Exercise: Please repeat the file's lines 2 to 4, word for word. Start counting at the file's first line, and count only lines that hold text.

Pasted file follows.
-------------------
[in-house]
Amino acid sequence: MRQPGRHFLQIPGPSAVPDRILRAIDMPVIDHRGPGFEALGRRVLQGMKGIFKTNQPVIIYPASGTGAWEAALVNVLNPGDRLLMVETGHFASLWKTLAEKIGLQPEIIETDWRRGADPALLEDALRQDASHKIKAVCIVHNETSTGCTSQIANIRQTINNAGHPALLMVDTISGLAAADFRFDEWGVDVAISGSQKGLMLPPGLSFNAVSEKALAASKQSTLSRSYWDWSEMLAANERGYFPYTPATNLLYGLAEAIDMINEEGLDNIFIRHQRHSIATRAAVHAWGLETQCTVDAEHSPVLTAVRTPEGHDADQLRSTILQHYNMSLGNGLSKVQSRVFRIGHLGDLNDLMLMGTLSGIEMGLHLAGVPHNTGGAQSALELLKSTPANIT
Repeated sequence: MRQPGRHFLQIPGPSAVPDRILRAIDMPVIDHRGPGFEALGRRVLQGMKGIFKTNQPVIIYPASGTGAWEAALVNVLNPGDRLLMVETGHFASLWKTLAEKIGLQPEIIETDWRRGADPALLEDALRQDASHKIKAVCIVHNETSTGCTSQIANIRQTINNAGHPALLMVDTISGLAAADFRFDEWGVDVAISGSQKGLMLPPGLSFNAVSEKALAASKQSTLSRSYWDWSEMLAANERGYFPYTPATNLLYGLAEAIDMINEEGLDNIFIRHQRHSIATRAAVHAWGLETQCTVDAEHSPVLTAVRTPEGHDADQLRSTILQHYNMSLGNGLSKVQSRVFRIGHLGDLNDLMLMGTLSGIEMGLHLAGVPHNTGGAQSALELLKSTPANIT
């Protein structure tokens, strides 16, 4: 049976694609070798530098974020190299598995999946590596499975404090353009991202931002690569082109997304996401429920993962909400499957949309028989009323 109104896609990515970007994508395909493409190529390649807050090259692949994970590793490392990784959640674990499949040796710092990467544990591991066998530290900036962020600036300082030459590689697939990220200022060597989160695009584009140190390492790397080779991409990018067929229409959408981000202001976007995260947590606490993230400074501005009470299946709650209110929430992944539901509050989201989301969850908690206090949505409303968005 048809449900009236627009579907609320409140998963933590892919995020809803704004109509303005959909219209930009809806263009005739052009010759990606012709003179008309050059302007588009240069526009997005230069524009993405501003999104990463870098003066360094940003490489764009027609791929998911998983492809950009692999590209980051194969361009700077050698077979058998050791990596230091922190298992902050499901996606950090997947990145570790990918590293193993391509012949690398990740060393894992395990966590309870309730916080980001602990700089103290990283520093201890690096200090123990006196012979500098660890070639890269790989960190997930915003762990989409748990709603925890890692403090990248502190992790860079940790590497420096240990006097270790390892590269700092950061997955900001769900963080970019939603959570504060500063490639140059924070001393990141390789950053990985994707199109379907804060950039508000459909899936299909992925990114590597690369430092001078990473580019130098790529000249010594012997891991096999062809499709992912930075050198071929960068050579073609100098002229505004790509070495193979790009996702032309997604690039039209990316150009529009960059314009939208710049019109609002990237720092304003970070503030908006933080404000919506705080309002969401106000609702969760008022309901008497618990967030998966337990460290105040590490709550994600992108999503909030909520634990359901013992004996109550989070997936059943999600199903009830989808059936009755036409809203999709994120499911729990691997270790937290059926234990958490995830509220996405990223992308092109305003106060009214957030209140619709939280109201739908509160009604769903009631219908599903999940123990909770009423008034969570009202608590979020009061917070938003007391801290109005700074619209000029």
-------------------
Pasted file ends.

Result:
Amino acid sequence: MRQPGRHFLQIPGPSAVPDRILRAIDMPVIDHRGPGFEALGRRVLQGMKGIFKTNQPVIIYPASGTGAWEAALVNVLNPGDRLLMVETGHFASLWKTLAEKIGLQPEIIETDWRRGADPALLEDALRQDASHKIKAVCIVHNETSTGCTSQIANIRQTINNAGHPALLMVDTISGLAAADFRFDEWGVDVAISGSQKGLMLPPGLSFNAVSEKALAASKQSTLSRSYWDWSEMLAANERGYFPYTPATNLLYGLAEAIDMINEEGLDNIFIRHQRHSIATRAAVHAWGLETQCTVDAEHSPVLTAVRTPEGHDADQLRSTILQHYNMSLGNGLSKVQSRVFRIGHLGDLNDLMLMGTLSGIEMGLHLAGVPHNTGGAQSALELLKSTPANIT
Repeated sequence: MRQPGRHFLQIPGPSAVPDRILRAIDMPVIDHRGPGFEALGRRVLQGMKGIFKTNQPVIIYPASGTGAWEAALVNVLNPGDRLLMVETGHFASLWKTLAEKIGLQPEIIETDWRRGADPALLEDALRQDASHKIKAVCIVHNETSTGCTSQIANIRQTINNAGHPALLMVDTISGLAAADFRFDEWGVDVAISGSQKGLMLPPGLSFNAVSEKALAASKQSTLSRSYWDWSEMLAANERGYFPYTPATNLLYGLAEAIDMINEEGLDNIFIRHQRHSIATRAAVHAWGLETQCTVDAEHSPVLTAVRTPEGHDADQLRSTILQHYNMSLGNGLSKVQSRVFRIGHLGDLNDLMLMGTLSGIEMGLHLAGVPHNTGGAQSALELLKSTPANIT
């Protein structure tokens, strides 16, 4: 049976694609070798530098974020190299598995999946590596499975404090353009991202931002690569082109997304996401429920993962909400499957949309028989009323 109104896609990515970007994508395909493409190529390649807050090259692949994970590793490392990784959640674990499949040796710092990467544990591991066998530290900036962020600036300082030459590689697939990220200022060597989160695009584009140190390492790397080779991409990018067929229409959408981000202001976007995260947590606490993230400074501005009470299946709650209110929430992944539901509050989201989301969850908690206090949505409303968005 048809449900009236627009579907609320409140998963933590892919995020809803704004109509303005959909219209930009809806263009005739052009010759990606012709003179008309050059302007588009240069526009997005230069524009993405501003999104990463870098003066360094940003490489764009027609791929998911998983492809950009692999590209980051194969361009700077050698077979058998050791990596230091922190298992902050499901996606950090997947990145570790990918590293193993391509012949690398990740060393894992395990966590309870309730916080980001602990700089103290990283520093201890690096200090123990006196012979500098660890070639890269790989960190997930915003762990989409748990709603925890890692403090990248502190992790860079940790590497420096240990006097270790390892590269700092950061997955900001769900963080970019939603959570504060500063490639140059924070001393990141390789950053990985994707199109379907804060950039508000459909899936299909992925990114590597690369430092001078990473580019130098790529000249010594012997891991096999062809499709992912930075050198071929960068050579073609100098002229505004790509070495193979790009996702032309997604690039039209990316150009529009960059314009939208710049019109609002990237720092304003970070503030908006933080404000919506705080309002969401106000609702969760008022309901008497618990967030998966337990460290105040590490709550994600992108999503909030909520634990359901013992004996109550989070997936059943999600199903009830989808059936009755036409809203999709994120499911729990691997270790937290059926234990958490995830509220996405990223992308092109305003106060009214957030209140619709939280109201739908509160009604769903009631219908599903999940123990909770009423008034969570009202608590979020009061917070938003007391801290109005700074619209000029």